According to the report of G. N. Neyaskin (2010), in “The impact of social networks in business communications”, the concept of “social networks” appeared relatively recently due to the appearance of several new technologies (RSS, blogs, etc.) and internet resources (social networks, etc.). As the internet consisted mainly of static pages, the circle of these heterogeneous phenomena is united by the fact that they all serve to facilitate the exchange of information between users compared to the technologies of the previous generation.
Currently, the concept of “social media” is not scientifically worked out. There are two common approaches to the concept of “social networks”: – how to use technology; – how to use varieties of websites. In practice, technologies are closely related to the virtual spaces that work with their help. The most popular sites that are commonly known as social networks (Facebook, Twitter, YouTube, etc.) have a unique interface work based on a certain set of technologies that make this site a unique communication tool.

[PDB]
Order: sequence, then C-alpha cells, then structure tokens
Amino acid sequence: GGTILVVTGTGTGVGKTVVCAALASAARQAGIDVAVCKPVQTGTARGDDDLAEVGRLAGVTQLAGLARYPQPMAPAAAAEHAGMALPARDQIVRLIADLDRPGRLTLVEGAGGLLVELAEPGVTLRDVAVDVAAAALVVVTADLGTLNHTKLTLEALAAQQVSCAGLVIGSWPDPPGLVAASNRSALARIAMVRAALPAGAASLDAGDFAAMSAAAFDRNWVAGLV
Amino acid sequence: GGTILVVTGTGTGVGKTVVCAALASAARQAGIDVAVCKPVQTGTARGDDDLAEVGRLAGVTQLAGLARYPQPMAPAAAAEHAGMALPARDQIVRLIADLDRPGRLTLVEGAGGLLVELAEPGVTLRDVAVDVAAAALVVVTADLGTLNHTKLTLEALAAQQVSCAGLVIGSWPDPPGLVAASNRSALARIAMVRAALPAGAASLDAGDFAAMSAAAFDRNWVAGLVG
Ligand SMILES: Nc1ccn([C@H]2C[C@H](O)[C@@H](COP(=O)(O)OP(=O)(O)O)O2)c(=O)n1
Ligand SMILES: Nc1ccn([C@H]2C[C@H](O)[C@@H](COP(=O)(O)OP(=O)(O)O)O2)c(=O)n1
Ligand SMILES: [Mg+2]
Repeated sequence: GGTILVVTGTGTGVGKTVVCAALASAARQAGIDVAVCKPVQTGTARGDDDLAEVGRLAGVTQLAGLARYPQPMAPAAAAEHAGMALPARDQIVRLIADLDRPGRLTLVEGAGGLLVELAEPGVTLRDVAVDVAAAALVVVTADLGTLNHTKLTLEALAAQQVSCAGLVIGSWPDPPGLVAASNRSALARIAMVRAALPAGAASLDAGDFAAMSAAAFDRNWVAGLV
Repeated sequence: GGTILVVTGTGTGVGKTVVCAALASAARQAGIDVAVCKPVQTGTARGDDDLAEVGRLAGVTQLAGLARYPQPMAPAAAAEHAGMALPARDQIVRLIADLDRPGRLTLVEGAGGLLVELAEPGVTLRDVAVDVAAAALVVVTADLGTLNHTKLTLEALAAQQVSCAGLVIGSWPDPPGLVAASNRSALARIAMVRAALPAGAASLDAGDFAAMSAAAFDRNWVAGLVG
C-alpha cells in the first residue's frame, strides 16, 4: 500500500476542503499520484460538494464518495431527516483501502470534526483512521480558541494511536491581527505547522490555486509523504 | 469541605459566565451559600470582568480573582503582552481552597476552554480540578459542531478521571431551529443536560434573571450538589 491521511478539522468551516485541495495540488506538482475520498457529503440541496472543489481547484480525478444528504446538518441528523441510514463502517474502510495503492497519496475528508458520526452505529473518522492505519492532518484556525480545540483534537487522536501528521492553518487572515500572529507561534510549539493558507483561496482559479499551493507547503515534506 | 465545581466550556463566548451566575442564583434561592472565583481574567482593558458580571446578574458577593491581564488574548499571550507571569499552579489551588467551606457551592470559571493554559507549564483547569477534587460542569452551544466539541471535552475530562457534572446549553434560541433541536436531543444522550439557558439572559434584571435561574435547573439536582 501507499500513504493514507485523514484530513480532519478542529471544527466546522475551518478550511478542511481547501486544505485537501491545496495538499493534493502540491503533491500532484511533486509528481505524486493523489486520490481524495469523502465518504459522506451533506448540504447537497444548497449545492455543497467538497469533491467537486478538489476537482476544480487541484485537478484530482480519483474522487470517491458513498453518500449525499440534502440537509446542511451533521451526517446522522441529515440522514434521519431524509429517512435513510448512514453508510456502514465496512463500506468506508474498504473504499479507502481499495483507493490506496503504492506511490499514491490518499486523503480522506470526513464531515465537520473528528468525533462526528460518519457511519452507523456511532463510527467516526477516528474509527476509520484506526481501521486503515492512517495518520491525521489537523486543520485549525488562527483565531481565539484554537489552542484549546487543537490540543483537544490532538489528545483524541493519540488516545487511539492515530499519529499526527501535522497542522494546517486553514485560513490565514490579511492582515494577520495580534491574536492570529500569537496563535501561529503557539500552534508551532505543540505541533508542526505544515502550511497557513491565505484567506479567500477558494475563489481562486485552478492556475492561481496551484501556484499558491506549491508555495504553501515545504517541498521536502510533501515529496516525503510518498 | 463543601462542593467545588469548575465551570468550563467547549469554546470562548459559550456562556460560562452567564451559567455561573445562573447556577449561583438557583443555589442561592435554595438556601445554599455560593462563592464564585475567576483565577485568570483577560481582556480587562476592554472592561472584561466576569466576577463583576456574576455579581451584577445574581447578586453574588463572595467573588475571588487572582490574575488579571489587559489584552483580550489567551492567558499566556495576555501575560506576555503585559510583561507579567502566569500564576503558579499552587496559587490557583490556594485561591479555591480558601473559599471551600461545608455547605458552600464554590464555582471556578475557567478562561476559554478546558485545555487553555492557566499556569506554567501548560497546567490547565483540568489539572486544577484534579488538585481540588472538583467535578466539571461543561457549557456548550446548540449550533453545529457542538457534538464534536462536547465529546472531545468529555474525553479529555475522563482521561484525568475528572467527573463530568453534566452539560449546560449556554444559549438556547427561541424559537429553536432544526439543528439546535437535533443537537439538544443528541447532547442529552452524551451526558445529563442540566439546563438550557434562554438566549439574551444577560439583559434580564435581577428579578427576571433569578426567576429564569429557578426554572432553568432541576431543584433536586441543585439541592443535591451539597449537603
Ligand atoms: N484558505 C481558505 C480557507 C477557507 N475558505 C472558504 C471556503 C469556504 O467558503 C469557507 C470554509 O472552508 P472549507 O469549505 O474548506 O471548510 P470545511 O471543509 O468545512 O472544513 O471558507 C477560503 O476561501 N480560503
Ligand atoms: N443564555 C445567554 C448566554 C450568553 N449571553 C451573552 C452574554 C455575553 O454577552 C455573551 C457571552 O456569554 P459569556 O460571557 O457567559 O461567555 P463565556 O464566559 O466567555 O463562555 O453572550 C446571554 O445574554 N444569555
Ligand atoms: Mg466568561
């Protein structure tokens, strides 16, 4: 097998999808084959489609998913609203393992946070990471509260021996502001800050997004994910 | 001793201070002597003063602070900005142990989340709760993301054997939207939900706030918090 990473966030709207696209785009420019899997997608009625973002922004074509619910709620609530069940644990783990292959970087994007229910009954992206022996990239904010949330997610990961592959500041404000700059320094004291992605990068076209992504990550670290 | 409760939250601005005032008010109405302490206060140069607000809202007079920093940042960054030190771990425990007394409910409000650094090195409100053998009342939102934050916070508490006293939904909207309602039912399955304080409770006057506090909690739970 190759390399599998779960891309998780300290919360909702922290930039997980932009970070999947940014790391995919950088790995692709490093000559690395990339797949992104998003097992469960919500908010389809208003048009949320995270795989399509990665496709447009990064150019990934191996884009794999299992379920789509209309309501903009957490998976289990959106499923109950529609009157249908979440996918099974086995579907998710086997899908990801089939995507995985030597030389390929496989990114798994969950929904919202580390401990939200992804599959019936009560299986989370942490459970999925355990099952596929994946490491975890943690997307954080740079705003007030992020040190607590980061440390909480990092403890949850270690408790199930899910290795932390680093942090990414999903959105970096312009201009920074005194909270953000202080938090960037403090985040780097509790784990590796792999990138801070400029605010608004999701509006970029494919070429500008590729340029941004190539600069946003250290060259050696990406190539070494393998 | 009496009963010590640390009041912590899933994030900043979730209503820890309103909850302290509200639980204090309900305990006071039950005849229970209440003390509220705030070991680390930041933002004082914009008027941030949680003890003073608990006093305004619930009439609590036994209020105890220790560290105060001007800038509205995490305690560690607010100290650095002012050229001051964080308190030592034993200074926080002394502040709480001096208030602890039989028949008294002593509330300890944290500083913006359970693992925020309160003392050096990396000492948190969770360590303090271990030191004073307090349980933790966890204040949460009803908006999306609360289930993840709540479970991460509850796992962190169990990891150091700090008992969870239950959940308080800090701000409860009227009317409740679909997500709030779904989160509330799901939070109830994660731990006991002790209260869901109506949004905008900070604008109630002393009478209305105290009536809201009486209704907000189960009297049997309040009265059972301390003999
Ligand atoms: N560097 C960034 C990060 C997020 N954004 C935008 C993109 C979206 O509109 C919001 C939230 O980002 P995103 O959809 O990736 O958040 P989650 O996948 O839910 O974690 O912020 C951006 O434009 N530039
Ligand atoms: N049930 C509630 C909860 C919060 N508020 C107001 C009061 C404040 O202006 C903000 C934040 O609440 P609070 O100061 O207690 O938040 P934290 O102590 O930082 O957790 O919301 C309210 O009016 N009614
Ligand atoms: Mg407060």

During the study, G. N. Neyaskin defined social networks as a category of websites that offer the possibility of publishing, sharing and discussing content with a wide audience of users. The expression “wide audience of users” indicates that the implementation of the user’s above activities does not require special knowledge and skills. The only barrier for the user is the need to register on most of these sites: procedure that requires, at a minimum, choosing a nickname, password and specify the email address. Social media can gather an audience comparable in size to the audience of traditional media. The definition of “audience” is applicable to most of the users of social networks, since, despite the wide opportunities for feedback and the production of their own content, in reality, most users take the position of passive observers. (Neyaskin G. N., 2010).The phenomenon of feedback and interaction was considered by J. Nielsen (2006), who called this phenomenon as “Participation inequality” and proposed the formula “90-9-1”. The essence is that 90% of participants in online communities are passive observers, 9% contribute from time to time and 1% show “strong activity”.Material published in traditional media challenges opposed to social networks where it adjusted and can be change or add with the assistance of comments, or simply editing the original message. Although, in the online versions of newspapers, radio stations or television channels, as a general rule, there is a “comment” function and its purpose is rather to provide comments to the readers than to adjust the source material.In addition, defining the concept of “social networks” was also reviewed by the article by A. M. Kaplan (2010) “Users of the world, unite!”. This article discusses the problems and the opportunities that may arise in the course of evolution of the internet for companies, as well as their structure for a better understanding of the dynamic field of social media. Here, the author determined that social networks are the group of internet applications that were developed on the ideological and technological foundations of Web 2.0, and allow you to create and share user content. We can also call it as “user-generated content”.Next, consider the classification of social networks. Despite a number of common characteristics, internet communication tools that fall into the category of social networks can vary considerably in terms of the functions and features they provide to users. The proposed classifications are quite arbitrary, which is associated with an increase in the functionality of the sites, providing an opportunity for group and individual self-expression in various forms, as well as with the peculiarities of the user base of each of them. The difficulty of classification also lies in the increasing integration of social networks.G. N. Neyaskin (2010) in his report on “The impact of social networks in business communications” pointed out that social networks can be divided according to their purpose. Some sites provide favorable conditions for individual expression, while the value of others lies in the cooperation of many users and this process is generally anonymous, which partly correlates with the classification of anonymity. A blog is an example of social network with a focus on the identity of the author. On the other hand, multiuser blog services provide users with the ability to create communities and generate content through the power of many users, a feature that characterizes collaborative social networks. Examples of purely collaborative social networks are Wikipedia and collective blogs. Although these resources have their owners and moderators, the flow of generated content is often great that it lacks the physical capacity to monitor it in a centralized manner, especially because it detracts from the value of this resource as a result of the joint creation of many users. Another classification is based on the fact that part of the social media mainly serve to store and place content called as “content storage”, while the other part is primarily for sharing it with other users that called “content sharing”. Examples of “repositories”: hosting videos and photos (Flickr, etc.), wiki resources and examples of “distribution points”: online social networks, blog services, team blogs, etc. (Neyaskin G. N., 2010).A different type of classification is presented in the article “Users of the world, unite!” by A. M. Kaplan (2010). He highlighted 6 types of social networks:1. Joint projects2. Blogs3. Content communities4. Social networks5. Virtual games6. Virtual worldsTable 1.Classification of social networks by presence in social networks and self-presentationSelf-presentation Media richness / social presence Low Average High High Blogs Social networking (Facebook) Virtual worlds (Second Life) Low Collaborative projects (Wikipedia) Content Community (YouTube) Virtual games (World of Warcraft)Taking into account social presence and media richness, joint projects such as Wikipedia received a low rating, because in most cases, they focus mainly on the text and leave little space for interaction or exchange of information. The next level are the content communities such as YouTube and social networks such as Facebook, which, in addition to textual communication, allow you to share images, videos and other types of content. And at the last level there are virtual worlds such as Second Life and virtual games such as World of Warcraft, which try to imitate all aspects of real interaction and communication in a virtual environment. In terms of self-presentation, blogs, in general, are much appreciated compared to joint projects, because the latter specialize in certain areas of content. (Haenlein M.; Kaplan A. M., 2010). In addition, the author considers in detail each of these six different types of social networks.Joint projects – allow the joint and simultaneous creation of content by many users and are the most democratic manifestation of user-generated content. There are two types of collaborative projects: wikis, where users can add, delete, and change text, and social bookmarks that enable group gathering and rating of internet links or media content. The essential idea of joint projects is the joint effort of many participants, which leads to a better result, compared to the result obtained by the participant individually. (Haenlein M.; Kaplan A. M., 2010). The author also emphasizes the similarity of this idea with the hypothesis – efficient market in behavioral economics. From a corporate point of view, and taking into account current trends, companies should understand that joint projects are now the main source of information for many consumers. Although not everything that is written on Wikipedia can be correct, more and more users believe that the information available on this resource can play a significant role in relation to the corporate crisis. (Ellison N.; Steinfield C.; Lampe C., 2007). Blogs ” According to the Organization for Economic Co-operation and Development (OECD, 2007), blogs, which are an early form of social networks, are a special type of website that usually shows entries with dates in reverse chronological order. Blogs also represent the equivalent of personal webpages and have many different variations, starting with personal diaries, describing the author’s life and ending with reviews, where all the necessary information about a specific area is collected. Blogs are usually managed by a single person, but they provide the opportunity to interact with other members by adding comments. Many companies are already using blogs to keep employees, customers and shareholders informed about events that they consider important. However, in this case, companies face two types of risks: – First, customers who for one reason or another are dissatisfied with the services / products provided by the company can leave complaints online or organize a protest in the form of websites or relevant blogs. (Wellman B., 1988). They may also spread unwanted information about companies in the online environment. – The second type of risk is that companies that encourage their employees to be active on blogs may have to deal with the resulting problems because of employees writing negatively about the company. Content communities – The main objective of content communities is to share multimedia content among users. Content communities contain various types of media, including text, photos, videos, and presentations. From a corporate point of view, content communities carry the risk of being used as a platform for the distribution of copyrighted materials. On the other hand, the high popularity of content communities makes them a very attractive contact channel for many companies; it’s easy to believe, given that YouTube serves more than 100 million videos per day. (Haenlein M.; Kaplan A. M., 2010). Social networks – are platforms that allow users to interact with each other, create profiles with personal information, invite friends or colleagues, and exchange instant messages. Such profiles may contain personal information of various types: they may be photos, videos, audio or a blog (diary). Some companies use this networks to support the creation of brand communities (Muniz A. M.; O’Guinn T. C., 2001) or for marketing research in the context of netnography. (Kozinets R. V., 2002). Virtual games – The virtual gaming world is a platform that mimics a three-dimensional environment where users can present themselves as personalized avatars and interact with each other as in real life. In this sense, virtual worlds are the main manifestation of social media, since they provide the highest level of social presence and media richness among all the applications analyzed previously. A type of virtual game requires that its users behave according to strict rules in the context of a massively multiplayer online role-playing game (MMORPG). The rules of such games basically limit the degree of self-presentation, however, some users spend so much time in such games that their characters become more and more like real people. In addition to integrated advertising, virtual games can also be used in traditional communication campaigns. (Haenlein M.; Kaplan A. M., 2010). Virtual worlds – The virtual world allows residents to behave more freely and, in fact, to live a virtual life, similar to real life. As in virtual games, users of the virtual world can present themselves as avatars and interact in a virtual three-dimensional environment; however, there are no rules in this area that limit the range of possible interactions. Therefore, a wide range of self-presentation strategies is available here. It was also found that by increasing the intensity of use and consumption experience, users of virtual social worlds, or “residents”, as they prefer to call themselves, behave as they would in real life situations. (Haenlein M.; Kaplan A. M., 2009). Virtual worlds offer many opportunities for companies working in the field of marketing (advertising / communication, online sales, market research), as well as in the field of human resources and internal process management. (Haenlein M.; Kaplan A. M., 2010). Another type of classification was reviewed by the Digital Ingate Agency (Promotion in social networks: numbers, trends, recommendations. – where social networks are divided into mass, thematic and photo / video accommodation. Mass social media is designed for any internet user where you can communicate on any topic (Facebook). Thematic social media have some kind of communication focus: by interest or professional. Photo and video hosting services involve communication through commenting photos and video clips. (YouTube). The emergence of social networks has attracted millions of users, many of whom have integrated these sites into their daily lives. Most of these sites maintain existing social connections, but others help unfamiliar people find each other based on common interests, political views or their activities. N. B. Ellison in her article “Social Network Sites: Definition, History and Scholarship” examined in detail the phenomenon of social networks, starting with their definition and history, and ending with their further research. (Boyd D. M.; Ellison N. B., 2008). Early years – The prototype of the first social networks are the traditional forums, which appeared for the first time in the nineties. In these sites, people can lead discussions and share different opinions and experiences. This period can be called the era of internet sites, or the era of one-sided connections, when websites and applications created by the companies were primarily focused on their customers. At the same time, the communication of simple members of the network, which grew rapidly, was limited only to internet forums. Therefore, in the early stages of the development of a one-way communication model, professionals created information and users consumed it.